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Tuesday, June 30, 2015

What makes a network IPv6 capable

To declare a network is capable of IPv6 connectivity, there are certain infrastructural components that have to be in place before hand.

Operating System: The operating system (or the client) has to be IPv6 enabled client. This could be in the form of dual stack client or IPv6 only client so that it would have IPv6 address assigned to it.

Dynamic Host Configuration Protocol (DHCP6) server: Now a days, almost every network is managed by DHCP to assign IP address, though this is not a mandatory device. But to declare that the network is IPv6 enabled, there has to be a DHCP6 server if the network needs to be managed in a stateful manner to autoconfigure the network IP addresses. The alternate is stateless autoconfiguration that doesn’t need DHCP6 server (which comes with some security risks). In that case no DHCP6 server is required.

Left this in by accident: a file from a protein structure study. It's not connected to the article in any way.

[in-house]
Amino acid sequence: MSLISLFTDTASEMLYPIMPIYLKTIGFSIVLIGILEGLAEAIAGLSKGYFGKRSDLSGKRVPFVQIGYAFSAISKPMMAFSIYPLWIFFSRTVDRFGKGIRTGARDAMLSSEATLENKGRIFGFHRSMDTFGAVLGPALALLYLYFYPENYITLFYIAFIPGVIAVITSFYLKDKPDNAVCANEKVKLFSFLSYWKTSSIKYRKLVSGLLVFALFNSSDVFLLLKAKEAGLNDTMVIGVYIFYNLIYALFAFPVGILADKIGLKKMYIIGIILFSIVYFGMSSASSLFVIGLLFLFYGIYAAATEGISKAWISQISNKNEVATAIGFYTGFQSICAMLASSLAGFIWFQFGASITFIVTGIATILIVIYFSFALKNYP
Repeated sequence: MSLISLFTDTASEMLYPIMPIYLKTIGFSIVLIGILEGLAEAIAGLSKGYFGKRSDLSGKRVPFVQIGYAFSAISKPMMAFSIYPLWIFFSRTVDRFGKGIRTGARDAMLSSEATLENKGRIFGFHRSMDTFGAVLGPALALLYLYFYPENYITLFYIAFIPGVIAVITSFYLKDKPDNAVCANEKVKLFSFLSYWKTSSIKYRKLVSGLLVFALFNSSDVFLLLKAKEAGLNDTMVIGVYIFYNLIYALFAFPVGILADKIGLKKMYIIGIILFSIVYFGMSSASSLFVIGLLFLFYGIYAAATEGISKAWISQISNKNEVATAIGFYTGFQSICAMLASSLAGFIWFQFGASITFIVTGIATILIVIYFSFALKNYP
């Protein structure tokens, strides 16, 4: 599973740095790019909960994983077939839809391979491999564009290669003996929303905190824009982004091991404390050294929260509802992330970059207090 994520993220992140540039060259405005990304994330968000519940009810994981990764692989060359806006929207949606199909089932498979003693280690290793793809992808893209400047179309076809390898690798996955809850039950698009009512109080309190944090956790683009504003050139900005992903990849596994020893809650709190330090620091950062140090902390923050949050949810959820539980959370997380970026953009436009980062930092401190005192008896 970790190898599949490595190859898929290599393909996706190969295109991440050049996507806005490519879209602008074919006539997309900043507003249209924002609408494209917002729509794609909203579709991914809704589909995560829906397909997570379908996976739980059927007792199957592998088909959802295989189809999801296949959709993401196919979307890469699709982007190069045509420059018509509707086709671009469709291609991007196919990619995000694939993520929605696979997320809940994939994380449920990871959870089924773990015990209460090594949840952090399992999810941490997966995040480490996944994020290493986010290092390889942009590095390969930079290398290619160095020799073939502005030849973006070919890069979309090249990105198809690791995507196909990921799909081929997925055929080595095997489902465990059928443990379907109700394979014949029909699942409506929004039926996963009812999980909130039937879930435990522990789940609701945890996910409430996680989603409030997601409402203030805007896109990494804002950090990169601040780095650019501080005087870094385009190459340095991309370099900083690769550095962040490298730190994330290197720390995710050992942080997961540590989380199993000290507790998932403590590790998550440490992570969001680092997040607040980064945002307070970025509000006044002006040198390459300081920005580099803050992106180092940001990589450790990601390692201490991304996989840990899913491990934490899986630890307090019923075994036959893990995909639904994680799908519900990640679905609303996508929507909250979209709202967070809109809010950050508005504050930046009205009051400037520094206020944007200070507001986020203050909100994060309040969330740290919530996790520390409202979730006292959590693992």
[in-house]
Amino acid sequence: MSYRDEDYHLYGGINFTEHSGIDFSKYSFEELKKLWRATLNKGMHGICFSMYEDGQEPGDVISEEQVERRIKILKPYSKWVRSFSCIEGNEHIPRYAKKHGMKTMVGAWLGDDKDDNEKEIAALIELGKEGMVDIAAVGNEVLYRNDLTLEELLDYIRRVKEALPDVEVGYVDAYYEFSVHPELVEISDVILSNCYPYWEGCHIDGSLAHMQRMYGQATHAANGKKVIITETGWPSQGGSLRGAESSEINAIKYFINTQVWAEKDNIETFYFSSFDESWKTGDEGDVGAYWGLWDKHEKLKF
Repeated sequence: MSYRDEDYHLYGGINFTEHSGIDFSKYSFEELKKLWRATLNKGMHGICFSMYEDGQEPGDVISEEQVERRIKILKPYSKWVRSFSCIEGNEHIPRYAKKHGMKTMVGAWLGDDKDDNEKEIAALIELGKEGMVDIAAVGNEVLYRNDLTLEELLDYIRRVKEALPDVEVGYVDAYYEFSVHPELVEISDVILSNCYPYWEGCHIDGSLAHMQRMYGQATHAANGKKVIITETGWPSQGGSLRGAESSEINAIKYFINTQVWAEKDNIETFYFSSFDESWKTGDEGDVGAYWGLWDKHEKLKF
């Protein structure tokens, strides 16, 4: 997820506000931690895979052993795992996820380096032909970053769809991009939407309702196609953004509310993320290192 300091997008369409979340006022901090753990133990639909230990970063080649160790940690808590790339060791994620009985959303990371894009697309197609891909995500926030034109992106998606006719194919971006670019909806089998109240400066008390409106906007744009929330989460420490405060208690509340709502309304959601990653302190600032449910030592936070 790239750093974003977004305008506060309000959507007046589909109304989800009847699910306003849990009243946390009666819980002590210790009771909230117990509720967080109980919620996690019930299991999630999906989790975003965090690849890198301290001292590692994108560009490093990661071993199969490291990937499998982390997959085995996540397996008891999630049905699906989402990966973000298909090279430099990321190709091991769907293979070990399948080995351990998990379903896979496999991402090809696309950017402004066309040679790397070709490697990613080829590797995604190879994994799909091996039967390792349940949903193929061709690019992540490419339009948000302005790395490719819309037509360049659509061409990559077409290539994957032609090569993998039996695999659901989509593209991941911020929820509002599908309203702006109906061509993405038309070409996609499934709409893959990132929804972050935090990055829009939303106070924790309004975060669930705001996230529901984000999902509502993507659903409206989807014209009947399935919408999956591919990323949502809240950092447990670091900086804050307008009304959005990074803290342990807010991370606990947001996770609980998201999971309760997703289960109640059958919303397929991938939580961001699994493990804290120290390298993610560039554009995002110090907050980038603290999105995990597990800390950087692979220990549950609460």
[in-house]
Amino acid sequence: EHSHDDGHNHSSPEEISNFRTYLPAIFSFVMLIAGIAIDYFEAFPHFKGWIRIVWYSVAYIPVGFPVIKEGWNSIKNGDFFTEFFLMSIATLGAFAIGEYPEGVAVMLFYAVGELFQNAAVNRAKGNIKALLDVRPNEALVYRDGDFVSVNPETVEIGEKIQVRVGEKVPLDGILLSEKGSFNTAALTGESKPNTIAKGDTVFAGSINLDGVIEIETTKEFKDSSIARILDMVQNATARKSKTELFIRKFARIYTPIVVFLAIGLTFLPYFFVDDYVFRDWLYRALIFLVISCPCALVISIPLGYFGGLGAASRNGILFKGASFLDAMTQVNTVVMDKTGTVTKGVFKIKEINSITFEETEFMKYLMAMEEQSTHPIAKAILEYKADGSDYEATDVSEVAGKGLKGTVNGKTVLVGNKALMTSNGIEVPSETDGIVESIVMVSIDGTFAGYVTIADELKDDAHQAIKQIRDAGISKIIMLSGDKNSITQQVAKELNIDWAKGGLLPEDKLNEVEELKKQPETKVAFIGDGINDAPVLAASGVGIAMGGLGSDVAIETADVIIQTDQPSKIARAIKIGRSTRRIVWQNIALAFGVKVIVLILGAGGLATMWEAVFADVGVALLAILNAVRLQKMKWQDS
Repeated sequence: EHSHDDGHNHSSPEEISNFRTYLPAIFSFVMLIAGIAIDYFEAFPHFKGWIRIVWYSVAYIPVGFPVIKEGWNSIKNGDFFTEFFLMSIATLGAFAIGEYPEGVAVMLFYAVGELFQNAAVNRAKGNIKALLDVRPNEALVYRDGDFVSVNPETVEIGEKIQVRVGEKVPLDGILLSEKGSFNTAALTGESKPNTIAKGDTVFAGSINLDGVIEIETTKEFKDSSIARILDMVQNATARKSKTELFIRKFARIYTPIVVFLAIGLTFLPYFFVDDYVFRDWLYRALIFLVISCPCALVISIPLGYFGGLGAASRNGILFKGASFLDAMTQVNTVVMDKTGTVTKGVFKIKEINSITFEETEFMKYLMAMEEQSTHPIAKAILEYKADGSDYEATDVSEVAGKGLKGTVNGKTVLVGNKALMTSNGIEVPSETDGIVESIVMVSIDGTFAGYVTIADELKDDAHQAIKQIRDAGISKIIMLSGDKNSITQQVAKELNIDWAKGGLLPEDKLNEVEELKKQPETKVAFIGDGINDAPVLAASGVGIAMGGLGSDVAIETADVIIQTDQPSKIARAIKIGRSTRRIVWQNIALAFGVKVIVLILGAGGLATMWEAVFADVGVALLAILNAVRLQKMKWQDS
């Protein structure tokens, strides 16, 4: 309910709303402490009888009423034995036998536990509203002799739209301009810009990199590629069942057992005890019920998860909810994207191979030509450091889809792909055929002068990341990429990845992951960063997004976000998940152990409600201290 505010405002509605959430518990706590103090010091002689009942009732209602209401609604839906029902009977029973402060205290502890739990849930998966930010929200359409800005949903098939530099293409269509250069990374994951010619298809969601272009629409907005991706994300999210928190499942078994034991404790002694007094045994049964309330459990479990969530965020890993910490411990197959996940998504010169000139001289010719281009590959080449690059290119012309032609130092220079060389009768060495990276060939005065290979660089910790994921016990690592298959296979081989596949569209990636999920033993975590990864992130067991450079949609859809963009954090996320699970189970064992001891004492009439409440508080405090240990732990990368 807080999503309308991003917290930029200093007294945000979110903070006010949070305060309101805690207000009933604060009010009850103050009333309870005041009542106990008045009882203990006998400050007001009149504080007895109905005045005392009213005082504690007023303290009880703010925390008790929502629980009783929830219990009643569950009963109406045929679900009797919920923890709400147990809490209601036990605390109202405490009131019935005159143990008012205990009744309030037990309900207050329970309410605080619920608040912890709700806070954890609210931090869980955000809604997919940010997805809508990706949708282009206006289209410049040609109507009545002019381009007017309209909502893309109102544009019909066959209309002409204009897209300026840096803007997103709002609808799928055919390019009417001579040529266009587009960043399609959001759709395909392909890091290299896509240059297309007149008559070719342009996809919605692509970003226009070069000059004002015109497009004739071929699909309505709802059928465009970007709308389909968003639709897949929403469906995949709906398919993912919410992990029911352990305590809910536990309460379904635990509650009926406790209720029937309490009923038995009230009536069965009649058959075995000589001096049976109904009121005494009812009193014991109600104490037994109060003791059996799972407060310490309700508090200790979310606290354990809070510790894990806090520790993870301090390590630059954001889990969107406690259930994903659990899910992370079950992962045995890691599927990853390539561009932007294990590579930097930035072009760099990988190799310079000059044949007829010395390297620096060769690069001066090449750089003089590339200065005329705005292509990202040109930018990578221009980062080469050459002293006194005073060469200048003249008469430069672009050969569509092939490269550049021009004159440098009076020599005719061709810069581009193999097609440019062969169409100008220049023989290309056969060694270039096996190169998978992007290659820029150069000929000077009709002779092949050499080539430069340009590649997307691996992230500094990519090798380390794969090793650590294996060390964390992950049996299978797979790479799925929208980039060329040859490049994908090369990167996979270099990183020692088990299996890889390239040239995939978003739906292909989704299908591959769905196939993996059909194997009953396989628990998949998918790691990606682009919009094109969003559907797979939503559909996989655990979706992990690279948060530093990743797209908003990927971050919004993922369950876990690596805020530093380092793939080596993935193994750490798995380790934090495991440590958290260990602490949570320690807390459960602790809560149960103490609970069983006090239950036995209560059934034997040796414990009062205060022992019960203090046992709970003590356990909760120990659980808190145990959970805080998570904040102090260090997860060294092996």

Router: the router has to be able to recognize and process IPv6 packets. Other option is tunneling which doesn’t say that the network is IPv6 enable but just a work around

Domain Name System: the DNS has to be capable to resolve IPv6 addresses so that the source host can reach out the destination IPv6 hosts

There are few other types of devices that are sometime placed in the network like NAT, Proxy server, Firewall. If these devices are present in the network (and probably are), then all these devices should also be IPv6 aware so that the end to end connectivity can take place. 

There’s a hard way to make the IPv4 network works for IPv6 communication, which is through tunneling. In that way the IPv6 packets are transmitted by encapsulating into IPv4 packets. But this is a complicated way to achieve IPv6 connectivity with high cost of configuration and performance

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